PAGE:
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The Debian SSL Issue

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Vorheriger: "Die Gesellschaft macht behindert"Nächster: The worst bug ever
Eingeordnet in: Computer

Yesterday an entry appeared at the heise newsticker which might become one of the most severe software bugs ever: a flaw within Debian's version of OpenSSL that has existed for about two years and results in very weak keys, compromising not only the keys, but any transmission protected by them.

The Course of Events

Testing OpenSSL with Valgrind, a Debian developer stumbles across warnings issued by that compiler about the use of uninitialized memory. Looking into the source, he finds that there is already a command left in the code for another compiler to ignore the offending line. He then decides to remove it altogether, which would not have impacted the randomness of the number generator. However, he finds another line which looks similar and decides to remove it as well, breaking the RNG in the process: from now on, the RNG would produce predictable numbers, limiting the effective length of all keys generated by that version of OpenSSL to about 16 effective bit, a bitlength that is easily broken.
He however goes to the openssl-dev mailing list, asking about the impact of his changes and gets no stiff opposition. He therefore issues his patch to the Debian repository. No further testing is done and no person in charge objects to it. It is therefore inserted into the mainstream distribution and released five days later. From thereon, every key generated with OpenSSL in Debian is ineffective, and every encryption done by them can be broken easily.
Discovering the Bug nearly two years later, the Debian team immediately issues a patch and offers a tool to check keys. Up to now, (14.05.2008 21:29:56 CET), Debian however has failed to bring up conclusive hints on how to handle the issue.

The failures

Looking at the case, this is a typical chain of events that lead to a catastrophic outcome. The mechanisms which should have prevented such an accident where either ignored, not effective or not even there:

  1. The OpenSSL team uses an unusual pattern to add more entropy to the key. I lack knowledge in C, but I trust that other people mentioned it to be an uncommon pattern. They fail to document the code.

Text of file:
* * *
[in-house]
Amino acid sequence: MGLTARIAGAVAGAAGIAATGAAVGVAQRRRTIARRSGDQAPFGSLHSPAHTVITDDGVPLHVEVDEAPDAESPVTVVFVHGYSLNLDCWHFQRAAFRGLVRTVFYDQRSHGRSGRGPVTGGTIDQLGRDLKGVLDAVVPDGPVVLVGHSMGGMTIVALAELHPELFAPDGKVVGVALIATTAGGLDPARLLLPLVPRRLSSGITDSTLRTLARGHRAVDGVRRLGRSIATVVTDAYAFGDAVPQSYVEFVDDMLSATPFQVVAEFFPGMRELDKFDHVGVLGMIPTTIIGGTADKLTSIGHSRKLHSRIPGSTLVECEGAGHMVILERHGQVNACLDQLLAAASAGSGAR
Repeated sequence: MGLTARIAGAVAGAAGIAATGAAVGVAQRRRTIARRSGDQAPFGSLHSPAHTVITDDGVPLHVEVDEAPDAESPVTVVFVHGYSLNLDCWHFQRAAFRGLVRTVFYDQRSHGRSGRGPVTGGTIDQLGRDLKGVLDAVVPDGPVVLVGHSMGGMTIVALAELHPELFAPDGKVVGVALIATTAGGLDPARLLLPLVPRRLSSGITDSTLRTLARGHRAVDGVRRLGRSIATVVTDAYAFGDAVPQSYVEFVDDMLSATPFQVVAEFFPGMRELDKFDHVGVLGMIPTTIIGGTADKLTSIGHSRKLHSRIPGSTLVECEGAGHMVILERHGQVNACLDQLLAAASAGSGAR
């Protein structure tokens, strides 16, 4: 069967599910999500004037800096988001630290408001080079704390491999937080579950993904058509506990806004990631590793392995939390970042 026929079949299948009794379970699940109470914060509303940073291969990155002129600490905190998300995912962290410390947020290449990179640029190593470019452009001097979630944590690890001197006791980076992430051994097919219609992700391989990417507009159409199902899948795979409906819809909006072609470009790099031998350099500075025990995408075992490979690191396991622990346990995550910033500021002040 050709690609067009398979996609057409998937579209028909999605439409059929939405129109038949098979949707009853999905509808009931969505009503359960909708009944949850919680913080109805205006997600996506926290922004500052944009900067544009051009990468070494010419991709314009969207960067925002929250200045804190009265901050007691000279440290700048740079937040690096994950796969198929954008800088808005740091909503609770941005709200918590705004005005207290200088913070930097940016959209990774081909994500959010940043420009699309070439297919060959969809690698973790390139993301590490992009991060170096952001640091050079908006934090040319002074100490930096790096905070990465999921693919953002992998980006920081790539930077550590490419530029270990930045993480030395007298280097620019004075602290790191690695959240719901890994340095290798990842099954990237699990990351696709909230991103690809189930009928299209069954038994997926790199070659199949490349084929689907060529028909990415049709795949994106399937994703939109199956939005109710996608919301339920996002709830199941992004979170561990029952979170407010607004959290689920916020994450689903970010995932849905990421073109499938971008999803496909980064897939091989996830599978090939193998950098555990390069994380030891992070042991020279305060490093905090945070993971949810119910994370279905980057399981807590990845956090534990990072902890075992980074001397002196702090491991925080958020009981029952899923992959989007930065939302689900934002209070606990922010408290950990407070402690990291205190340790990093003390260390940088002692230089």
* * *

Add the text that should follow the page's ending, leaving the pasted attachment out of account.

It is in general a good idea to document code, especially when you're doing something unusual. While you of course expect that no one will meddle with what he does not understand, it is clear that people will do anyway - and that it is certainly better to give them a clear warning and explaination why they should not.
  2. A contributor to Debian works with Valgrind on OpenSSL and becomes annoyed by the warnings issued. He does not really know what the code does and he does not issue it to OpenSSL.
    It is not a very good idea to meddle with code you don't understand. But you also have to take into consideration what are the stakes. We're talking about an aesthetic nuisance in a very important library. Additionally, crypto code is hard to understand and failures might be subtle. Even a botched kernel patch would have been less serious - once it's been fixed, it's fixed, but here we talk not only about the present, but the past two years.
  3. The people he asks on the mailing list fail to see that he is breaking the code. They also fail to see the possible consequence, as the contributor is not just some noob messing around with code, but a Debian contributor instead.
    I read in discussions how they complained about 'noobs' annoying them on their list. Surely, guys, the arrogant attitude of some people is a serious problem when relying upon the community developing software superior to some Closed Source products. Open Source is about sharing knowledge, which frankly also means to answer "stupid" questions from time to time.
  4. No testing is done on the code even though it is clear that a very important component has been changed; the maintainer does not object.
    It is wrong to just blaime the contributor. The whole process seems to be badly broken when some contributor can change crypto code without a very, very good reason. Also, no tests where done, which would have needed to be extra strict here-
  5. After it was deployed with the new release of Debian, apparently no one noticed the error for two years. It could have been noticed in the code and by checking the strength of the keys.
    Open Source proselytizers always recite the mantra that so many people look into the source, that bugs are fewer than with that black box Closed Source. Frankly, I'm pretty sure that a similar bug within Windows Vista would have been uncovered much more quickly, as people would have raced to find a severe bug within crypto modules supplied by Microsoft.